Yeah, it would be cool if GM placed a placard on the frame or battery showing the jacking points.
According to GM, both the factory lift points and the rocker panels may be used. I’ve had no issues using either, and the very solid factory lift points did not deform, or show any signs of wear at all.Guys, don't mess around trying to reach those factory lift points, when you can just use the pinch welds! Out of curiosity I tried one of these so-called factory lift spots, it started to deform immediately when my jack made contact with it. Suggesting to use these is bad advice IMO... and runs counter to what is stated in the service manual images posted in this thread.
Unibody construction is your friend and it means something exciting: you can put jacks, jack stands under the rocker panel pinch welds just like the service manual says. Just like you can on pretty much all modern cars. These are designed for lifting the car, and are the easiest, safest place to reach with a jack and stands. I used them and saw only a tiny scuff on the edge where it contacted the jackstand, no deforming, no problems.
When using the factory lift points you need to either use a jack that’s designed to fit those jack points, or use a jack pad that will fit. A standard jack designed to lift at the rocker panels won’t work, as you discovered.Umm sure except I don't have the lift they use at the factory so I go by what the service page says for "service jack" which is what I'm doing. And like I said, the factory lift points *deformed* when my jack (which is a different shape from the factory lift) contacted them. The rocker pinch did not.
To each his own, i just like following the book. and not bending things
I think most of us who are using the factory lift points are using a jack like the ones made for the Chevy S10 - they have a flat surface with a circular bulge in the middle designed to fit into the lift point's hole so that the jack won't slip horizontally.And like I said, the factory lift points *deformed* when my jack (which is a different shape from the factory lift) contacted them.
I learned from here that there are at least three types of S-10 jacks. Be sure to buy the type in the photo above, with the raised platform with dimple. The other two have shorter (less height) parts with the same dimple.I think most of us who are using the factory lift points are using a jack like the ones made for the Chevy S10 - they have a flat surface with a circular bulge in the middle designed to fit into the lift point's hole so that the jack won't slip horizontally.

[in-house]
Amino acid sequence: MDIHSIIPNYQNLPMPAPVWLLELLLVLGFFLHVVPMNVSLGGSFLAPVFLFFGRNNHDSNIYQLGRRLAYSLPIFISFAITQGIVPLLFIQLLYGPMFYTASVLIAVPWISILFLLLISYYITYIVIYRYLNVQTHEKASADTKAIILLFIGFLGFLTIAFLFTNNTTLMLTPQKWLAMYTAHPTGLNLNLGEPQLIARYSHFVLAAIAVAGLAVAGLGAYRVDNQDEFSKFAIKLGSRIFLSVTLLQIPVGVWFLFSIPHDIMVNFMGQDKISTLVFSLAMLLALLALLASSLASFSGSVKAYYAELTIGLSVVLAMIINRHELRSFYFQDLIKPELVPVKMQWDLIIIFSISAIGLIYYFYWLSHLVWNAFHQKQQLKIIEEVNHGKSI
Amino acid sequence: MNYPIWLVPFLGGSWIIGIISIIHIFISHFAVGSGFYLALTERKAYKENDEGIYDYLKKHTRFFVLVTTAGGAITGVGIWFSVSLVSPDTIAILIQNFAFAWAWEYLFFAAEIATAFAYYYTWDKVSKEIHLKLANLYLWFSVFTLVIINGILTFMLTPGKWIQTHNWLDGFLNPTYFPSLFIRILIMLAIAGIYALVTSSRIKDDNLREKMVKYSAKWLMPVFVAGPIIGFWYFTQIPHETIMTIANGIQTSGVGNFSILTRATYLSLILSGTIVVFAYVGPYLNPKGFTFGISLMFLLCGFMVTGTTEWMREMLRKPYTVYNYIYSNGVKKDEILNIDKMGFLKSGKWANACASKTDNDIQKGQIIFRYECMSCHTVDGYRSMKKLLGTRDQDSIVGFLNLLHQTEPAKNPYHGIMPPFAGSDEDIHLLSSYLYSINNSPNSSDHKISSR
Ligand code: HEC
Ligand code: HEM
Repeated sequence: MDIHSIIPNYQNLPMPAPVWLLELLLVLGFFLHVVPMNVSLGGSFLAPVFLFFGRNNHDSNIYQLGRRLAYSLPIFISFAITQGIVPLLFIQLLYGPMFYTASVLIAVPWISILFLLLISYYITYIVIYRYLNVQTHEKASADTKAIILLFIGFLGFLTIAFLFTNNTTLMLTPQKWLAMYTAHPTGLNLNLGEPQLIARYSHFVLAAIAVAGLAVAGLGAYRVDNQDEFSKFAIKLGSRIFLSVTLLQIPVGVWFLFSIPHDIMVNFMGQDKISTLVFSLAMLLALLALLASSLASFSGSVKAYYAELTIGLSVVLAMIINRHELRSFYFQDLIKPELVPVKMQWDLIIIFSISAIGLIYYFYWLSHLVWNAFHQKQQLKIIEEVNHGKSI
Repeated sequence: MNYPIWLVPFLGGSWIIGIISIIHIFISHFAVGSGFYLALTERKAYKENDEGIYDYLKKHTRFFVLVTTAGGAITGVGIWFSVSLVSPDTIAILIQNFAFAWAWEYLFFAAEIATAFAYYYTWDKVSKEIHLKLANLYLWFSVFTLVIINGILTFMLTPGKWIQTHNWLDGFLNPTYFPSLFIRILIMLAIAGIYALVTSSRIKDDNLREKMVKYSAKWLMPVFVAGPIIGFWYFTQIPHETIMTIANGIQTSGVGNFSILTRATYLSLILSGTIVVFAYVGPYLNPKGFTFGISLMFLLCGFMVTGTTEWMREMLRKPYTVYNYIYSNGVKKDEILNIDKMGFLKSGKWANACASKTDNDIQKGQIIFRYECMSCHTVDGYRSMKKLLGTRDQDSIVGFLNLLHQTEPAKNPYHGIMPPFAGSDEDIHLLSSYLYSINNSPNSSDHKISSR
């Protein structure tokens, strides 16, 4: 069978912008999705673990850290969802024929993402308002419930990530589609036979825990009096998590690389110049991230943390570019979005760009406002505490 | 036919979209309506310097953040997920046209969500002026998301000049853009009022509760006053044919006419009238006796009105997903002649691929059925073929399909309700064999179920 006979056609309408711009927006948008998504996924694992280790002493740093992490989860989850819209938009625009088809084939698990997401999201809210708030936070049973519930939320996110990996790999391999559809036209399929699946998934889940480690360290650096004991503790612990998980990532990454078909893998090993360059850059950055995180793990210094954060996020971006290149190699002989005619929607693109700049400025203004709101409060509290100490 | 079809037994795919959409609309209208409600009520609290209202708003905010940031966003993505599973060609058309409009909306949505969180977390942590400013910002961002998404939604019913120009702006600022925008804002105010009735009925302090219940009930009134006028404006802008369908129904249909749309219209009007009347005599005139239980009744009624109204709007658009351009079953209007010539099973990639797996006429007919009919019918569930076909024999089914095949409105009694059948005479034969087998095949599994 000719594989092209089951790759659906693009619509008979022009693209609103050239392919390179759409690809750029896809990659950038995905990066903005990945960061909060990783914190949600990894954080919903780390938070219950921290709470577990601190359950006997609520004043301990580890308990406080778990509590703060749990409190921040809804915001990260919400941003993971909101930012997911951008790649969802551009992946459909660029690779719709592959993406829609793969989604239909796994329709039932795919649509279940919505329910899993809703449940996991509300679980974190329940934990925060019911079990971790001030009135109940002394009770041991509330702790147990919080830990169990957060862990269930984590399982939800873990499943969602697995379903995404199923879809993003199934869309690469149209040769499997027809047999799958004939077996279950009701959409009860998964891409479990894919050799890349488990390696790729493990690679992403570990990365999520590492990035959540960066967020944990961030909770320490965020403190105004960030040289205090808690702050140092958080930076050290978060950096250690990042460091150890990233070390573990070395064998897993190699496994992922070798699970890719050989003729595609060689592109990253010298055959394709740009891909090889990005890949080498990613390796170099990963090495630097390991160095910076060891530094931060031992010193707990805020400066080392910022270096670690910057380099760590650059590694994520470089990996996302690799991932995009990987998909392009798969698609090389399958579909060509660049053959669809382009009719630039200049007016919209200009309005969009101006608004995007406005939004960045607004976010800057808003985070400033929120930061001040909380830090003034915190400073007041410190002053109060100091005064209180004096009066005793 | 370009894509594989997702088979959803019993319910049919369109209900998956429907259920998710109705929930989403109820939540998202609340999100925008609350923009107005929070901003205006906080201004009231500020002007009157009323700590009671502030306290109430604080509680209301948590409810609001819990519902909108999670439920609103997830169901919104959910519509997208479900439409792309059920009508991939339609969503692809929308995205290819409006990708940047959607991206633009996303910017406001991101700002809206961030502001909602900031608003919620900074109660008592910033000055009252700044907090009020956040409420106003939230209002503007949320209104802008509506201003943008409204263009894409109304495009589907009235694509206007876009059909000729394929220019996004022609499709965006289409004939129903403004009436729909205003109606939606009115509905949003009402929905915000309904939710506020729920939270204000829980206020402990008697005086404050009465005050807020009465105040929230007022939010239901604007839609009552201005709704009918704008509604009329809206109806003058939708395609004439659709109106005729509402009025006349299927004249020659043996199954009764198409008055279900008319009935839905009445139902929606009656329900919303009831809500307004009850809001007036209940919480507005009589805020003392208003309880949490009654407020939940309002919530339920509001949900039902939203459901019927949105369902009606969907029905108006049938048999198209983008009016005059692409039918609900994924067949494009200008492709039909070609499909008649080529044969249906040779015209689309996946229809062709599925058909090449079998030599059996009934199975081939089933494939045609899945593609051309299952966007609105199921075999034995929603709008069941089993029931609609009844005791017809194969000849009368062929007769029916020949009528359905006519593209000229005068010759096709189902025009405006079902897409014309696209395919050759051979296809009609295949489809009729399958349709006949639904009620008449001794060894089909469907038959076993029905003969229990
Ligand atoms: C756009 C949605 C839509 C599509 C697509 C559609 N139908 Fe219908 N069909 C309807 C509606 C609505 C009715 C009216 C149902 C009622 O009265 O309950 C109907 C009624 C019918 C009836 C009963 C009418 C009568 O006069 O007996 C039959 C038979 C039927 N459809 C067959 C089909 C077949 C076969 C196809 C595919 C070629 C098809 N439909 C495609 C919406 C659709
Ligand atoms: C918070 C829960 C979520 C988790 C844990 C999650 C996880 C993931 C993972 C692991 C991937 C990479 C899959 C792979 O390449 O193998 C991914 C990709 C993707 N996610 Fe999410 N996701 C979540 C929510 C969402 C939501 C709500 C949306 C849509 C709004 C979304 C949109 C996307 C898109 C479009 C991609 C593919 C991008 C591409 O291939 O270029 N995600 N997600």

That was pretty good. I saw one teeny nit picking error, you sid to "Remove the Tire CHOKE" 0I just swapped one of my Bolt's tires to winters and documented some of the highlights on video.
It's just uploaded a 6 minute video on youtube with minimal editing; sorry folks I'm not a video professional
Hope this helps some of you who are confused about the jack points on this vehicle.
My Bolts are equipped with Nokian WRG4 all weather tires but my wife insisted she use proper winter tires during winter time.
Note: I'm not a professional mechanic so if what I'm doing is wrong, let me know
Two good tips, Thanks. My orange relearn tool worked great, but I understand some others' didn't. The WalMart LED light I put in the charge port door needed the button battery replaced after only a few days. Replaced it with a name brand, and it has worked ever since.I used the Re-Learn tool (an orange unit) that was shown on another thread. It didn't work the first 2 times I tried. However, I noticed the red "Low Battery" light flashed a wee bit, even though I had a new battery in it. I swapped for another new Duracell, & noticed the GREEN light was quite a bit brighter. It worked fine after that.
Suggest those who couldn't get their tool to work, try a brand new battery.
I see they also use a single screw in the brake rotor, used to hold the rotor in place during assembly. These have a nasty habit of becoming one with the rotor, especially for those who drive in a winter salt environment. I take them out & toss them, now, while it is still easy. They complicate an eventual brake job by a huge factor if you cant get them out. I know, I know, these rotors are not SUPPOSED to rust, but 15 seconds of prevention might save you hours.
So the referenced screws are not needed? They are just left there but serve no purpose? Or am I missing something?I see they also use a single screw in the brake rotor, used to hold the rotor in place during assembly. These have a nasty habit of becoming one with the rotor, especially for those who drive in a winter salt environment. I take them out & toss them, now, while it is still easy.
During assembly, they hold the rotor to the hub,(the wheels/tires are installed later), this allows more room to maneuver than if the wheel was put on at this time.So the referenced screws are not needed? They are just left there but serve no purpose? Or am I missing something?
OK, thanks. So if the car is ever on a lift for some reason and I have removed these bolts then I might be creating a safety problem for some mechanic in the future. Maybe an anti-sieze compound (Never-seez) will allow the best of both worlds?They serve no purpose once the wheel nuts are torqued. If you have a garage hoist, they can be seen as a bit of a safety item, as they won't let the rotor fall off on your head if the vehicle is lifted high enough to walk underneath.
I don't think it matters, your local NAPA, or AutoZone in the States, or Canadian Tire in Canada will have rattle cans of the stuff. As long as its something that dries to a stiff consistency, so it won't migrate & end up on your rotors or brake pads. Remember, if a dab works, 20 dabs isn't 20 times as good!What is a common / good - brand/type? (Thanks!)